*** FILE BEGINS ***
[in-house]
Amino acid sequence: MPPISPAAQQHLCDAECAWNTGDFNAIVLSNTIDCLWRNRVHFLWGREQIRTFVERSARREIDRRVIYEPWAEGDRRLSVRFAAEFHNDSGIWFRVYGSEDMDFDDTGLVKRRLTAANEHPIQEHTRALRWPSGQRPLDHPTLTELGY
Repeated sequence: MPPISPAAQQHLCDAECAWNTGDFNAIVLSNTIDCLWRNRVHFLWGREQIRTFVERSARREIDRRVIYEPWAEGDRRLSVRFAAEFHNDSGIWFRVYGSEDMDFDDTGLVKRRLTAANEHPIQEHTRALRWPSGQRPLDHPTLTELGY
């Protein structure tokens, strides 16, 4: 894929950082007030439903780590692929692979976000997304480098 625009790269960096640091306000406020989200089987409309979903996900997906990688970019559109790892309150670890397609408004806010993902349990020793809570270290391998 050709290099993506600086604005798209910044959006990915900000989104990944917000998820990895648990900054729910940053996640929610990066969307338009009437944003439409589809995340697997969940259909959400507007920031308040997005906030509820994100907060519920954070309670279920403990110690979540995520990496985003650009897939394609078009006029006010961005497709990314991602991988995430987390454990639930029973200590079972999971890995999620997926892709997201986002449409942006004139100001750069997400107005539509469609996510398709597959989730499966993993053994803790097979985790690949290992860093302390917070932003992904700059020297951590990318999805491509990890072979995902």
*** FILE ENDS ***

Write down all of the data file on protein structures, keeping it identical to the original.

[in-house]
Amino acid sequence: MPPISPAAQQHLCDAECAWNTGDFNAIVLSNTIDCLWRNRVHFLWGREQIRTFVERSARREIDRRVIYEPWAEGDRRLSVRFAAEFHNDSGIWFRVYGSEDMDFDDTGLVKRRLTAANEHPIQEHTRALRWPSGQRPLDHPTLTELGY
Repeated sequence: MPPISPAAQQHLCDAECAWNTGDFNAIVLSNTIDCLWRNRVHFLWGREQIRTFVERSARREIDRRVIYEPWAEGDRRLSVRFAAEFHNDSGIWFRVYGSEDMDFDDTGLVKRRLTAANEHPIQEHTRALRWPSGQRPLDHPTLTELGY
């Protein structure tokens, strides 16, 4: 894929950082007030439903780590692929692979976000997304480098 625009790269960096640091306000406020989200089987409309979903996900997906990688970019559109790892309150670890397609408004806010993902349990020793809570270290391998 050709290099993506600086604005798209910044959006990915900000989104990944917000998820990895648990900054729910940053996640929610990066969307338009009437944003439409589809995340697997969940259909959400507007920031308040997005906030509820994100907060519920954070309670279920403990110690979540995520990496985003650009897939394609078009006029006010961005497709990314991602991988995430987390454990639930029973200590079972999971890995999620997926892709997201986002449409942006004139100001750069997400107005539509469609996510398709597959989730499966993993053994803790097979985790690949290992860093302390917070932003992904700059020297951590990318999805491509990890072979995902």